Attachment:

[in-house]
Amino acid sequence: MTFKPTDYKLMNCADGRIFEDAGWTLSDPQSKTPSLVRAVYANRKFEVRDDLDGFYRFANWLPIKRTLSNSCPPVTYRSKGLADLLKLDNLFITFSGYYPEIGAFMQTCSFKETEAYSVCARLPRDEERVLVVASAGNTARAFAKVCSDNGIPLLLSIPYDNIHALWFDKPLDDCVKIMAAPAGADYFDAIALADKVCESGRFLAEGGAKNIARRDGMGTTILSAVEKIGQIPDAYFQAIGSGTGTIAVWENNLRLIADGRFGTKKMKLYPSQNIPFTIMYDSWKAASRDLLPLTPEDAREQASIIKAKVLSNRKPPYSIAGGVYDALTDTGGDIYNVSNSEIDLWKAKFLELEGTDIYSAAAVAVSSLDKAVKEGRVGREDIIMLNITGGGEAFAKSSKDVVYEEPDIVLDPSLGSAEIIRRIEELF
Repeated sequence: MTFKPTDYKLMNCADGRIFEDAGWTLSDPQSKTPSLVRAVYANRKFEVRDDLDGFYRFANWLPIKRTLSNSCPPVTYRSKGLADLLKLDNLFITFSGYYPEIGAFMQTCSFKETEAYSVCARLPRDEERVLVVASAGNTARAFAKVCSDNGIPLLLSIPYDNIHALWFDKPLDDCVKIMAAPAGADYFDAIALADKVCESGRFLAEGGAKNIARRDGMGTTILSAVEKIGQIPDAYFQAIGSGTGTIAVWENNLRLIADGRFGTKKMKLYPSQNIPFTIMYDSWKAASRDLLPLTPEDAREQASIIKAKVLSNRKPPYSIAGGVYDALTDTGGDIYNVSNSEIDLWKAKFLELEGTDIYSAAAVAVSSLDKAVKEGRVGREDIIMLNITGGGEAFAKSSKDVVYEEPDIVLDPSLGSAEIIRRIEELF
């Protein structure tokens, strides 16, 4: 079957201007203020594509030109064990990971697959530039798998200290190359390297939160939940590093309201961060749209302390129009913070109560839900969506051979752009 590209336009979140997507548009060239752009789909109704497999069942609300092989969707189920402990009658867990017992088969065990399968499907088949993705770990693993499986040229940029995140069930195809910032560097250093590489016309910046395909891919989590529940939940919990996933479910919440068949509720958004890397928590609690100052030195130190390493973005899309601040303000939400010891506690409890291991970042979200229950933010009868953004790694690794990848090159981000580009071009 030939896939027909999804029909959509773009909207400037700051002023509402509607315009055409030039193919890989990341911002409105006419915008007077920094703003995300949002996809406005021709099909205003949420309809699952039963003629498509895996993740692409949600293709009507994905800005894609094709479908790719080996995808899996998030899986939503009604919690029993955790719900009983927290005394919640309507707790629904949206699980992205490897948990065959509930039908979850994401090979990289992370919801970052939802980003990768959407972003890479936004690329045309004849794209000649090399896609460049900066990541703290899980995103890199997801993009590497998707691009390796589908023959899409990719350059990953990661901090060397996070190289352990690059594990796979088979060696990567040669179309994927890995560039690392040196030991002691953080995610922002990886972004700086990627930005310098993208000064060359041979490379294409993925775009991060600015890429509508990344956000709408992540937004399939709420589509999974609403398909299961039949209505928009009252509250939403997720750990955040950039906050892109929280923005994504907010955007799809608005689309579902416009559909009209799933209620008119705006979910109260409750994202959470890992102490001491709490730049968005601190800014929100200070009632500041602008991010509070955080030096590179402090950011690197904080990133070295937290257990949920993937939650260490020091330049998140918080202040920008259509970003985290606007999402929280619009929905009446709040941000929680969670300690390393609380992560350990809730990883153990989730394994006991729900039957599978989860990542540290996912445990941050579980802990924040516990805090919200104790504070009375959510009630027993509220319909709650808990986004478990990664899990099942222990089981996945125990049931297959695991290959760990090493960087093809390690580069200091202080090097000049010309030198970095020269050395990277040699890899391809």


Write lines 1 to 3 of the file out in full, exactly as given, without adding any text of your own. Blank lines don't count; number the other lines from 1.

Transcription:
[in-house]
Amino acid sequence: MTFKPTDYKLMNCADGRIFEDAGWTLSDPQSKTPSLVRAVYANRKFEVRDDLDGFYRFANWLPIKRTLSNSCPPVTYRSKGLADLLKLDNLFITFSGYYPEIGAFMQTCSFKETEAYSVCARLPRDEERVLVVASAGNTARAFAKVCSDNGIPLLLSIPYDNIHALWFDKPLDDCVKIMAAPAGADYFDAIALADKVCESGRFLAEGGAKNIARRDGMGTTILSAVEKIGQIPDAYFQAIGSGTGTIAVWENNLRLIADGRFGTKKMKLYPSQNIPFTIMYDSWKAASRDLLPLTPEDAREQASIIKAKVLSNRKPPYSIAGGVYDALTDTGGDIYNVSNSEIDLWKAKFLELEGTDIYSAAAVAVSSLDKAVKEGRVGREDIIMLNITGGGEAFAKSSKDVVYEEPDIVLDPSLGSAEIIRRIEELF
Repeated sequence: MTFKPTDYKLMNCADGRIFEDAGWTLSDPQSKTPSLVRAVYANRKFEVRDDLDGFYRFANWLPIKRTLSNSCPPVTYRSKGLADLLKLDNLFITFSGYYPEIGAFMQTCSFKETEAYSVCARLPRDEERVLVVASAGNTARAFAKVCSDNGIPLLLSIPYDNIHALWFDKPLDDCVKIMAAPAGADYFDAIALADKVCESGRFLAEGGAKNIARRDGMGTTILSAVEKIGQIPDAYFQAIGSGTGTIAVWENNLRLIADGRFGTKKMKLYPSQNIPFTIMYDSWKAASRDLLPLTPEDAREQASIIKAKVLSNRKPPYSIAGGVYDALTDTGGDIYNVSNSEIDLWKAKFLELEGTDIYSAAAVAVSSLDKAVKEGRVGREDIIMLNITGGGEAFAKSSKDVVYEEPDIVLDPSLGSAEIIRRIEELF